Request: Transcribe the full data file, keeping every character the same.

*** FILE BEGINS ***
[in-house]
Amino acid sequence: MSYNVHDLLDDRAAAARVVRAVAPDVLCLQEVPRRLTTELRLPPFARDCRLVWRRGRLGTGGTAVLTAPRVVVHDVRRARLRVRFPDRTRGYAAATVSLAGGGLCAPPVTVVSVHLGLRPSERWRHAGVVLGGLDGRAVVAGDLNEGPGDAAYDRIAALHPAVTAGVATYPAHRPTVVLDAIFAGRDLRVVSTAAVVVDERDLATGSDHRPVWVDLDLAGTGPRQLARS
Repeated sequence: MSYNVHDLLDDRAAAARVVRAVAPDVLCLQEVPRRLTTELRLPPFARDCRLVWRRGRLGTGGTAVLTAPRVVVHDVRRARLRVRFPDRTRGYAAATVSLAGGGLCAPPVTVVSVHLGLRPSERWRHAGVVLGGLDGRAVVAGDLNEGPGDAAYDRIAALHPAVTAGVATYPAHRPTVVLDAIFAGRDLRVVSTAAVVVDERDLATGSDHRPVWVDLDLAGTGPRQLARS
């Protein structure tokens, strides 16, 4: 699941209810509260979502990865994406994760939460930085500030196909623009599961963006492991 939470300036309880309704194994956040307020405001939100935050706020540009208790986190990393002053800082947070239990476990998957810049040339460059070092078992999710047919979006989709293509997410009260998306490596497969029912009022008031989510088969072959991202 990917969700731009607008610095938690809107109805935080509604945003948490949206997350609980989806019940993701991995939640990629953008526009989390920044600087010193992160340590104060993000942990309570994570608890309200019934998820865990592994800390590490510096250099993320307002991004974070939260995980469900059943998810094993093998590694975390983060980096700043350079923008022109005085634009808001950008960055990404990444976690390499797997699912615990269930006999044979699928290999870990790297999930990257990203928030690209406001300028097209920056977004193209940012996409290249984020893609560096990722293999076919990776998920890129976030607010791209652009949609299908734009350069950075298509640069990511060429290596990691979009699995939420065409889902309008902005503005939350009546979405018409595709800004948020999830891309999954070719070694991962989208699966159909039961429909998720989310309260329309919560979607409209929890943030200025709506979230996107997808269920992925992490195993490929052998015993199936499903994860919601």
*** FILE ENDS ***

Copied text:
[in-house]
Amino acid sequence: MSYNVHDLLDDRAAAARVVRAVAPDVLCLQEVPRRLTTELRLPPFARDCRLVWRRGRLGTGGTAVLTAPRVVVHDVRRARLRVRFPDRTRGYAAATVSLAGGGLCAPPVTVVSVHLGLRPSERWRHAGVVLGGLDGRAVVAGDLNEGPGDAAYDRIAALHPAVTAGVATYPAHRPTVVLDAIFAGRDLRVVSTAAVVVDERDLATGSDHRPVWVDLDLAGTGPRQLARS
Repeated sequence: MSYNVHDLLDDRAAAARVVRAVAPDVLCLQEVPRRLTTELRLPPFARDCRLVWRRGRLGTGGTAVLTAPRVVVHDVRRARLRVRFPDRTRGYAAATVSLAGGGLCAPPVTVVSVHLGLRPSERWRHAGVVLGGLDGRAVVAGDLNEGPGDAAYDRIAALHPAVTAGVATYPAHRPTVVLDAIFAGRDLRVVSTAAVVVDERDLATGSDHRPVWVDLDLAGTGPRQLARS
């Protein structure tokens, strides 16, 4: 699941209810509260979502990865994406994760939460930085500030196909623009599961963006492991 939470300036309880309704194994956040307020405001939100935050706020540009208790986190990393002053800082947070239990476990998957810049040339460059070092078992999710047919979006989709293509997410009260998306490596497969029912009022008031989510088969072959991202 990917969700731009607008610095938690809107109805935080509604945003948490949206997350609980989806019940993701991995939640990629953008526009989390920044600087010193992160340590104060993000942990309570994570608890309200019934998820865990592994800390590490510096250099993320307002991004974070939260995980469900059943998810094993093998590694975390983060980096700043350079923008022109005085634009808001950008960055990404990444976690390499797997699912615990269930006999044979699928290999870990790297999930990257990203928030690209406001300028097209920056977004193209940012996409290249984020893609560096990722293999076919990776998920890129976030607010791209652009949609299908734009350069950075298509640069990511060429290596990691979009699995939420065409889902309008902005503005939350009546979405018409595709800004948020999830891309999954070719070694991962989208699966159909039961429909998720989310309260329309919560979607409209929890943030200025709506979230996107997808269920992925992490195993490929052998015993199936499903994860919601």